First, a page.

POEMS syndrome is a rare (prevalence 0.3 per 100 000) multisystemic disorder frequently mistaken for other diseases as “Chronic Inflammatory Demyelinating Neuropathy (CIDP)”. The diagnosis of POEMS was made considering the concomitance of sensorimotor demyelinating polyneuropathy splenomegaly, hypothyroidism, monoclonal gammopathy, skin changes and an increase of VEGF blood level [1-3].

Ninety percent of patients had a recognized cutaneous manifestation. Hyperpigmentation and hemangioma were most common (47%), followed by hypertrichosis (38%); these manifestations seems to be not evaluable to the response of therapy [3-5].

Hirsutism is a frequent manifestation (26-74%) [1] as also the skin changes that has been reported in 46-93% of the patients. The most important parameters to evaluate the patient at the diagnosis and after the therapy are: M-protein, fluorodeoxyglucose (FDG) avidity on a PET scan and VEGF plasma level [6-8].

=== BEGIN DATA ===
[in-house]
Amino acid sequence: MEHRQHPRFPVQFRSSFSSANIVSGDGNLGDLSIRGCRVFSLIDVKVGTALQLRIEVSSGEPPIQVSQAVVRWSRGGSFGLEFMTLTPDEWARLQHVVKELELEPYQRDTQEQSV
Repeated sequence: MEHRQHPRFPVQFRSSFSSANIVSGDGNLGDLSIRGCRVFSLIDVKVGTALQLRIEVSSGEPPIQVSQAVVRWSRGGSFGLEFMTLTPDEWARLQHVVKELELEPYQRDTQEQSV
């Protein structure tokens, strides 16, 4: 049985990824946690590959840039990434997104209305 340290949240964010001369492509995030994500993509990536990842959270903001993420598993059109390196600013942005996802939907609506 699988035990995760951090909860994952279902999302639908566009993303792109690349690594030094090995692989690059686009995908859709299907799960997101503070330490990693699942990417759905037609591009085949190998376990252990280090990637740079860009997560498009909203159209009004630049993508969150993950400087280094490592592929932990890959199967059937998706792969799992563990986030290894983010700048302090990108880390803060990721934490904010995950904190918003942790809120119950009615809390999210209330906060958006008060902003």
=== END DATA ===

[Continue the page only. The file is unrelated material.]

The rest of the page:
In POEMS syndrome improvement in peripheral neuropathy, extravascular fluid overload (ascites/effusions/edema), or pulmonary function tests, are predictive of response. The most common progression events have been Forse laboratory followed by rising VEGF [9].

In May 2014 a thirty-eight years old woman was admitted in our hematology department with the diagnosis of POEMS. Her clinical history began in july 2013 when she was admitted in neurological ward with progressive weakness, tingling and numbness in lower limbs for six months.